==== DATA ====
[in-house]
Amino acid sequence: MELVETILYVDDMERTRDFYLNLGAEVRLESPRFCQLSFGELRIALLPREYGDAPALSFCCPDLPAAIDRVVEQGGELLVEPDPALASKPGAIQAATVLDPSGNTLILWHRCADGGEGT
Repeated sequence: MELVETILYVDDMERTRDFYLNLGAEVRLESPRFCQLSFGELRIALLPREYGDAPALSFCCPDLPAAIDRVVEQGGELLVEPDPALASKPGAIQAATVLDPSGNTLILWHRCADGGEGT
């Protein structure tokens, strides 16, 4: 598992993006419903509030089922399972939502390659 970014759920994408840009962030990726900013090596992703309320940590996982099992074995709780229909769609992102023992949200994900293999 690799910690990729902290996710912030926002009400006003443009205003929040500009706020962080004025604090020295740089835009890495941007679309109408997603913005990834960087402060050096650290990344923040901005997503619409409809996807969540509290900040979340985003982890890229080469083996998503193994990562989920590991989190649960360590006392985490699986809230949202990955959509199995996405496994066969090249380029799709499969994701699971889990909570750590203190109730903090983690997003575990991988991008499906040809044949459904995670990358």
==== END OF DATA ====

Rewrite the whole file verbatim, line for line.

[in-house]
Amino acid sequence: MELVETILYVDDMERTRDFYLNLGAEVRLESPRFCQLSFGELRIALLPREYGDAPALSFCCPDLPAAIDRVVEQGGELLVEPDPALASKPGAIQAATVLDPSGNTLILWHRCADGGEGT
Repeated sequence: MELVETILYVDDMERTRDFYLNLGAEVRLESPRFCQLSFGELRIALLPREYGDAPALSFCCPDLPAAIDRVVEQGGELLVEPDPALASKPGAIQAATVLDPSGNTLILWHRCADGGEGT
């Protein structure tokens, strides 16, 4: 598992993006419903509030089922399972939502390659 970014759920994408840009962030990726900013090596992703309320940590996982099992074995709780229909769609992102023992949200994900293999 690799910690990729902290996710912030926002009400006003443009205003929040500009706020962080004025604090020295740089835009890495941007679309109408997603913005990834960087402060050096650290990344923040901005997503619409409809996807969540509290900040979340985003982890890229080469083996998503193994990562989920590991989190649960360590006392985490699986809230949202990955959509199995996405496994066969090249380029799709499969994701699971889990909570750590203190109730903090983690997003575990991988991008499906040809044949459904995670990358």